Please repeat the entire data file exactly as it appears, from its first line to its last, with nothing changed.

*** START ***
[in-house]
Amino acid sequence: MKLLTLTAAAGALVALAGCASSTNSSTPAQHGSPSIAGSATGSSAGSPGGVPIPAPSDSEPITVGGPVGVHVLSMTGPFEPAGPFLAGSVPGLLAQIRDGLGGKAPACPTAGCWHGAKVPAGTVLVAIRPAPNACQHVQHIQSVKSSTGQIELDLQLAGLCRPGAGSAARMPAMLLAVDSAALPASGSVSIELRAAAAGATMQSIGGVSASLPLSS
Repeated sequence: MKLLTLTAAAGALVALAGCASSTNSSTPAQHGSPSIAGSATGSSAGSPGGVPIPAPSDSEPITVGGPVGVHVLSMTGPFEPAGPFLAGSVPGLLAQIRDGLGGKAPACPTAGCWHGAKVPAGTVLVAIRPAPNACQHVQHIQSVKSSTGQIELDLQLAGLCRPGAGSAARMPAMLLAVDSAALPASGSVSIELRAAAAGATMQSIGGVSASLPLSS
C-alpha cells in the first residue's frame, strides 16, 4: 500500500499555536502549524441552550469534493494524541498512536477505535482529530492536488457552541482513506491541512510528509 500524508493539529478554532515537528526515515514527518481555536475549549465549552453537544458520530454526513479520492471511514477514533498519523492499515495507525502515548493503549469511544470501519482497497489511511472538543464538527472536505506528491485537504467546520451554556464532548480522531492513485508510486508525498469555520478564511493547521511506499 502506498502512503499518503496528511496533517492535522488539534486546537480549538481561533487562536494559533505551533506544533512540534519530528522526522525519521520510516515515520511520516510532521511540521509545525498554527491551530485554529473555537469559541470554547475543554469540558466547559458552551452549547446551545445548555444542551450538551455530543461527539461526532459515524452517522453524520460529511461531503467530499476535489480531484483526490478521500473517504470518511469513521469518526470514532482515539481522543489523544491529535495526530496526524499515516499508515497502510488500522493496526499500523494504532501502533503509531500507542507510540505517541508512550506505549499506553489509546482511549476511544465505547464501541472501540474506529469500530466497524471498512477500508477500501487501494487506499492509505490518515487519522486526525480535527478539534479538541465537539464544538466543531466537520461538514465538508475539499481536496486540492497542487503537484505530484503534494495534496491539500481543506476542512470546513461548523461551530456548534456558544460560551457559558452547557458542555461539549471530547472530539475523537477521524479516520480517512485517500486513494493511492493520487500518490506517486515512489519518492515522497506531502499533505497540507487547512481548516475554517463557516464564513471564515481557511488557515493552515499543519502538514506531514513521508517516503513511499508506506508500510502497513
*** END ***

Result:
[in-house]
Amino acid sequence: MKLLTLTAAAGALVALAGCASSTNSSTPAQHGSPSIAGSATGSSAGSPGGVPIPAPSDSEPITVGGPVGVHVLSMTGPFEPAGPFLAGSVPGLLAQIRDGLGGKAPACPTAGCWHGAKVPAGTVLVAIRPAPNACQHVQHIQSVKSSTGQIELDLQLAGLCRPGAGSAARMPAMLLAVDSAALPASGSVSIELRAAAAGATMQSIGGVSASLPLSS
Repeated sequence: MKLLTLTAAAGALVALAGCASSTNSSTPAQHGSPSIAGSATGSSAGSPGGVPIPAPSDSEPITVGGPVGVHVLSMTGPFEPAGPFLAGSVPGLLAQIRDGLGGKAPACPTAGCWHGAKVPAGTVLVAIRPAPNACQHVQHIQSVKSSTGQIELDLQLAGLCRPGAGSAARMPAMLLAVDSAALPASGSVSIELRAAAAGATMQSIGGVSASLPLSS
C-alpha cells in the first residue's frame, strides 16, 4: 500500500499555536502549524441552550469534493494524541498512536477505535482529530492536488457552541482513506491541512510528509 500524508493539529478554532515537528526515515514527518481555536475549549465549552453537544458520530454526513479520492471511514477514533498519523492499515495507525502515548493503549469511544470501519482497497489511511472538543464538527472536505506528491485537504467546520451554556464532548480522531492513485508510486508525498469555520478564511493547521511506499 502506498502512503499518503496528511496533517492535522488539534486546537480549538481561533487562536494559533505551533506544533512540534519530528522526522525519521520510516515515520511520516510532521511540521509545525498554527491551530485554529473555537469559541470554547475543554469540558466547559458552551452549547446551545445548555444542551450538551455530543461527539461526532459515524452517522453524520460529511461531503467530499476535489480531484483526490478521500473517504470518511469513521469518526470514532482515539481522543489523544491529535495526530496526524499515516499508515497502510488500522493496526499500523494504532501502533503509531500507542507510540505517541508512550506505549499506553489509546482511549476511544465505547464501541472501540474506529469500530466497524471498512477500508477500501487501494487506499492509505490518515487519522486526525480535527478539534479538541465537539464544538466543531466537520461538514465538508475539499481536496486540492497542487503537484505530484503534494495534496491539500481543506476542512470546513461548523461551530456548534456558544460560551457559558452547557458542555461539549471530547472530539475523537477521524479516520480517512485517500486513494493511492493520487500518490506517486515512489519518492515522497506531502499533505497540507487547512481548516475554517463557516464564513471564515481557511488557515493552515499543519502538514506531514513521508517516503513511499508506506508500510502497513